By Joyce Mukucha
As the Southern Africa HIV and AIDS Information Dissemination Service (SafAIDS) in collaboration with other Civil Society Organisations (CSOs), Government officials, policy makers, beneficiaries and implementing partners launched the 2019 Zimbabwe HIV Prevention Shadow Report, a plethora of recommendations have been made for Zimbabwe to meet the global and national prevention response targets.
The report’s main thrust is aimed at analysing the common barriers to progress including lack of political leadership, enabling laws and policies and funding for the implementation of combination prevention programmes in the year 2019 thereby paving a way forward to a better performance of HIV prevention 2020 road map.
In his presentation during the report launch on the 5th of February 2020, the UNAIDS Fast-Track Advisor, Charles Birungi said there was need for concerted efforts in accelerating prevention to ensure that there is zero tolerance to new infections, discrimination and AIDS related deaths.
“We cannot treat our own way out of the epidemic. 90-90-90 does not mean we have won. We need to scale up prevention to legitimise our fight against HIV and to reinforce the efforts of 90-90-90 target, no one should die,” he said.
Explaining the key findings of the 2019 Zimbabwe HIV prevention Shadow Report, the PITCH focal person within SafAIDS, Lloyd Dembure highlighted that in the last year, Zimbabwe continued to make good progress in implementing the prevention road map. However, he explained that there were still gaps in as much as plans to implement policies and recommendations and emphasized that the gaps need to be urgently addressed to ensure that there is no impediments to HIV prevention response.
The National Aids Council (NAC) Monitoring and Evaluation Director, Amon Mpofu said it was imperative for interventions to be made in 2020 to beat the AIDS epidemic in Zimbabwe with focus on crucial areas such as Key Populations.
“It is of paramount importance for civil society to engage key population groups, in particular in setting and endorsing new prevention targets at sub-national levels. National targets should also be revised to include transgender people and people who use drugs,” he said.
He added that it was important to significantly improve programming at national, provincial and district level so as to make a good progress in as much as prevention is concerned. He said there was need for early initiation on ART for patients and to ensure that people access medication at the right time and at the right place. For Adolescent Girls and Young Women, Mpofu said programmes would be rolled out in Zimbabwe to contribute to a reduction in the new infections among adolescents and young women between 10 to 24 years of age by 2021.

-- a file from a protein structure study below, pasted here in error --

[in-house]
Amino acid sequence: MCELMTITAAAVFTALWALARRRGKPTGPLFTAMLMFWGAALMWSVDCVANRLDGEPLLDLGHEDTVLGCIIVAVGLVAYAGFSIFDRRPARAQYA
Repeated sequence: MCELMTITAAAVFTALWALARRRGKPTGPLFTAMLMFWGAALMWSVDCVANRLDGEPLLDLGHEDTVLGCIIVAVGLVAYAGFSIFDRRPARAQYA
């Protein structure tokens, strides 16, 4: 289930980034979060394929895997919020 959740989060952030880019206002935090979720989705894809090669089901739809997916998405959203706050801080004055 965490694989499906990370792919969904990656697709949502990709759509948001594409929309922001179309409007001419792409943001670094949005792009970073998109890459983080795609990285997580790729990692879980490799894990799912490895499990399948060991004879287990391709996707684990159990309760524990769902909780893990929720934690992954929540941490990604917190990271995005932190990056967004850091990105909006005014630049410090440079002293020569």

“There is need to adopt healthy lifestyle practices that promote healthy living, reduce new HIV infections and also it is important to address socio-cultural and legal barriers that hinder access to services. We need programmes that have a positive impact on people’s lives. Therefore, it is crucial to make sure that girls in rural communities are also reached and involved in every step taken.”
Being guided by a global 10-point plan HIV Prevention 2020 Road Map, participants and representatives from different organisations suggested that there was need to initiate new population size estimation studies that include all key populations, including transgender people and people who use drugs. They said the process must be open and transparent and include key population led organisations.
SafAIDS also reiterated calls to amplify the critical role that communities play in addressing HIV as a public threat taday, and every other day. Global targets stipulate that 30 percent of service delivery will be community driven by 2020. In line with these, stakeholders pointed out that community-based organisations’ contributions to national prevention response should be valued.
The 10-point plan also includes the development of capacity building and technical assistance plan, strengthening of national and international accountability, establishment of programme monitoring systems among other key priorities.
According to the report, one positive development is in harm reduction where civil society and networks of people who use drugs have been actively engaged with government representatives in the development of a Drug Control Master Plan. However, detailed activities are yet to be shared.
SAfAIDS’ mission is to promote effective and ethical development responses to the epidemic and its impact through HIV and AIDS knowledge management, capacity development, advocacy, policy analysis and documentation.